Wellington Moves Forward On New Nightclub Regulations

Maureen Budjinski explained that most people are in favor of organ donation but only 58 percent are actually registered, in a presentation to the council on organ donation.

By Gina M. Capone

A new village ordinance regulating nightclubs was given its initial approval by the Wellington Village Council after a public hearing on Tuesday, April 9.

Spawned by a request from the Palm Beach County Sheriff’s Office after arrests at a concert in the Suri West parking lot in Wellington last August, ordinance 2019-03 is intended to minimize the negative effects associated with nightclubs.

Village Manager Paul Schofield explained that the ordinance was written to adopt similar rules like the ones in Palm Beach County, and is designed to combat underage drinking, while addressing the businesses that may be affected.

Planning, Zoning & Building Director Bob Basehart explained that the measure is intended to further the efforts that the council has made over the last several years to minimize and eliminate the negative effects that nightclubs have on the surrounding public. He said that some of the issues of nightclubs are underage drinking, patrons overindulging in alcohol and being the cause of accidents, and vandalism in parking lots and surrounding neighborhoods, to name a few.

After the PBSO suggested that Wellington adopt the county ordinance or something similar, Basehart said that village staff elected to adopt a similar ordinance that would allow the municipality to oversee the ordinance and fit Wellington’s local needs and objectives.

The ordinance has three components. The first is to specifically define a nightclub. The ordinance amends the definition of “nightclub,” as well as minor definitions of “cocktail lounge” and “restaurant.”

Secondly, the standards that are implemented by the ordinance will go into the land development regulations. This allows the village to grandfather-in existing businesses that operate as nightclubs and require village approval of any new establishments that want to enter into the same business.

Thirdly, the ordinance establishes specific criteria to determine whether a business is a nightclub. If the establishment has four out of six criteria, it would be classified as a nightclub.

These criteria are if a cover charge is paid, there is a dance floor or live music, alcohol is served, a onetime membership fee is paid, or the event happens during the specified hours, since not all nightclubs operate when it is dark. Score four or more, and the business is classified as a nightclub.

Businesses still have time to voice their concerns and distinguish whether their business may be a nightclub during all or part of its opening hours, but questions have been few with only a handful of calls to Basehart.

The ordinance would require nightclub establishments to hire Class D-licensed security personnel inside and outside the establishment at a ratio of one officer for every 150 seating capacity. No one under 21 would be admitted during the time the business is operating as a nightclub.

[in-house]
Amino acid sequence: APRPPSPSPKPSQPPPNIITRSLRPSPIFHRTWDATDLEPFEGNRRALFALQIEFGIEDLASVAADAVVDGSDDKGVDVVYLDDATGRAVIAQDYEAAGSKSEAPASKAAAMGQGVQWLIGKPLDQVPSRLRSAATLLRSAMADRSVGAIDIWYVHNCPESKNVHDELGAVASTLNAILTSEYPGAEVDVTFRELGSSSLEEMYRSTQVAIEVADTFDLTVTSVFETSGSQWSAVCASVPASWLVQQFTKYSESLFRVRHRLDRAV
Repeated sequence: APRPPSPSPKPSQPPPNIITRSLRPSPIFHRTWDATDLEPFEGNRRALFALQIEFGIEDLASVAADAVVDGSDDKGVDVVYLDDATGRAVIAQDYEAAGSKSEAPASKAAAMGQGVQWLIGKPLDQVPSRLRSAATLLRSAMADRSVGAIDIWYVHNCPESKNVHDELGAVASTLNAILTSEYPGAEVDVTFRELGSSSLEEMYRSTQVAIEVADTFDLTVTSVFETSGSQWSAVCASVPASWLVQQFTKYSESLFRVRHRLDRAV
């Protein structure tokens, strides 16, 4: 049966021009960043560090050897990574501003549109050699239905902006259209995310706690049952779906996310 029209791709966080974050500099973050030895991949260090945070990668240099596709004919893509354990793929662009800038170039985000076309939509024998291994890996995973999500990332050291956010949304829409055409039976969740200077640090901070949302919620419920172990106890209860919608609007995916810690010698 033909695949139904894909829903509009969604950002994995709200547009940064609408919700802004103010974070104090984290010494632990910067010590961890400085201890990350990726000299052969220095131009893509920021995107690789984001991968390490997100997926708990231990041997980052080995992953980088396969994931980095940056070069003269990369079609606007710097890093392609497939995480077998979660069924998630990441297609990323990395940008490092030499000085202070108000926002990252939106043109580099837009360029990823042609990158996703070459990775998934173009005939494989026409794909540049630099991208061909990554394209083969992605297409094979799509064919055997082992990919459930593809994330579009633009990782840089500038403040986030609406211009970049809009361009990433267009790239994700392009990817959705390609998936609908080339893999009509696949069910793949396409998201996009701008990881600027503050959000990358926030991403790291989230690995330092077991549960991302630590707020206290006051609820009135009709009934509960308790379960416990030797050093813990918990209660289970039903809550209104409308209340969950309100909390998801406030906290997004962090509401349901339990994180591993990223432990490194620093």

New businesses that would meet the criteria to become a nightclub would require a conditional use approval granted by the council. There is an exemption for the grandfathered-in or existing businesses that are already in place in Wellington. The businesses that are exempt don’t have to get council approval, but they must still abide by the rules in the ordinance, such as the new security requirements.

There was little public comment during the public hearing.

Catherine Green, a bartender representing JoJo’s Raw Bar & Grill voiced her concern that the ordinance criteria may be fuzzy. Looking over the criteria, Schofield confirmed to Green that JoJo’s does not operate as a nightclub but as a restaurant.

The council voted unanimously to pass the first reading of the ordinance, inviting any establishments with concerns to bring them forward before the final approval of the ordinance.

In other business:

• The council appointed Councilman Michael Napoleone to a one-year term as vice mayor. This appointment was determined a year ago when Councilman Michael Drahos was named vice mayor. Drahos accepted the position for only one year, with the stipulation that it go to Napoleone the next year. While largely ceremonial, the vice mayor would step in if the mayor were unable to fulfill her duties or is away from the dais.

• The council proclaimed April as National Donate Life Month in Wellington. After the proclamation, Schofield invited Maureen Budjinski, a local organ, eye and tissue donation advocate to the podium.

Budjinski explained she has been a supporter of organ donation for 45 years. She volunteered at the Kidney Association when she moved to Wellington in the 1970s, where she eventually became secretary. She has a “love and passion” for the cause and presses the importance of the issue.

“Currently, there are well over 113,600 people waiting for a lifesaving transplant,” Budjinski said. “On each day, an average of 79 people will receive a transplant. However, 22 die every day, waiting for that gift of life.”

Losing her son, who was unable to survive when he needed a liver transplant four years ago, she continues to spend her time promoting organ donation in order to save lives.

Someone is added to the transplant list every 10 minutes, she said.

“Most people are in favor of organ donation, but only 58 percent are actually registered,” Budjinski explained.

The importance of registering to be a donor is paramount. It can be done simply. For more information, visit www.donatelife.net/register and www.unos.org/transplant/facts.